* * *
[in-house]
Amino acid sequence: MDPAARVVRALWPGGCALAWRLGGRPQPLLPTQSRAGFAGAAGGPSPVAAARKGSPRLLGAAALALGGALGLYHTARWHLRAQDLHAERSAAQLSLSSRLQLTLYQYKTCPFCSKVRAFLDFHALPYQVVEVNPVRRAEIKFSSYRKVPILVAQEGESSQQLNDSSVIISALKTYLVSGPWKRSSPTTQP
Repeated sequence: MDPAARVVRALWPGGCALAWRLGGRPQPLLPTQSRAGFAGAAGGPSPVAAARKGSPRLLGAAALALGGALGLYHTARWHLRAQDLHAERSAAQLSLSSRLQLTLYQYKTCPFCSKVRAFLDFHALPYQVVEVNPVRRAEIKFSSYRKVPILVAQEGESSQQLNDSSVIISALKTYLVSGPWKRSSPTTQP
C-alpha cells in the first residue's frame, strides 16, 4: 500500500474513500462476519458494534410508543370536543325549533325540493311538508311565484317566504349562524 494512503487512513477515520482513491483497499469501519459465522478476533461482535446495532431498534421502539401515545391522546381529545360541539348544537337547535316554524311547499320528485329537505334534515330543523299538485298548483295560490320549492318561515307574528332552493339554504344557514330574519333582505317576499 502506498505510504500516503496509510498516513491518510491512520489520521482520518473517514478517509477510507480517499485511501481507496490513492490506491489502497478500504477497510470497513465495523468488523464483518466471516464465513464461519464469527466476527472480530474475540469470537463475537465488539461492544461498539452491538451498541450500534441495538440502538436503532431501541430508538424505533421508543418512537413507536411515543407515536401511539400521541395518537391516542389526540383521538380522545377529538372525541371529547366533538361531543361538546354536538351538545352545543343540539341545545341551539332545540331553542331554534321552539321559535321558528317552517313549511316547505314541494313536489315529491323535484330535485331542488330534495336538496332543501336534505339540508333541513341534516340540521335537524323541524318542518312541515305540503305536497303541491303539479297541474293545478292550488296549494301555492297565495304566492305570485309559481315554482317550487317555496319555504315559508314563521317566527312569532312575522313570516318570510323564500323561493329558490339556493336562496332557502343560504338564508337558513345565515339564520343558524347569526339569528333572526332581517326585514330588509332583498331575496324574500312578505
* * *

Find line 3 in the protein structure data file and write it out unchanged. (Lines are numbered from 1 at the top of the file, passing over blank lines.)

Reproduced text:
Repeated sequence: MDPAARVVRALWPGGCALAWRLGGRPQPLLPTQSRAGFAGAAGGPSPVAAARKGSPRLLGAAALALGGALGLYHTARWHLRAQDLHAERSAAQLSLSSRLQLTLYQYKTCPFCSKVRAFLDFHALPYQVVEVNPVRRAEIKFSSYRKVPILVAQEGESSQQLNDSSVIISALKTYLVSGPWKRSSPTTQP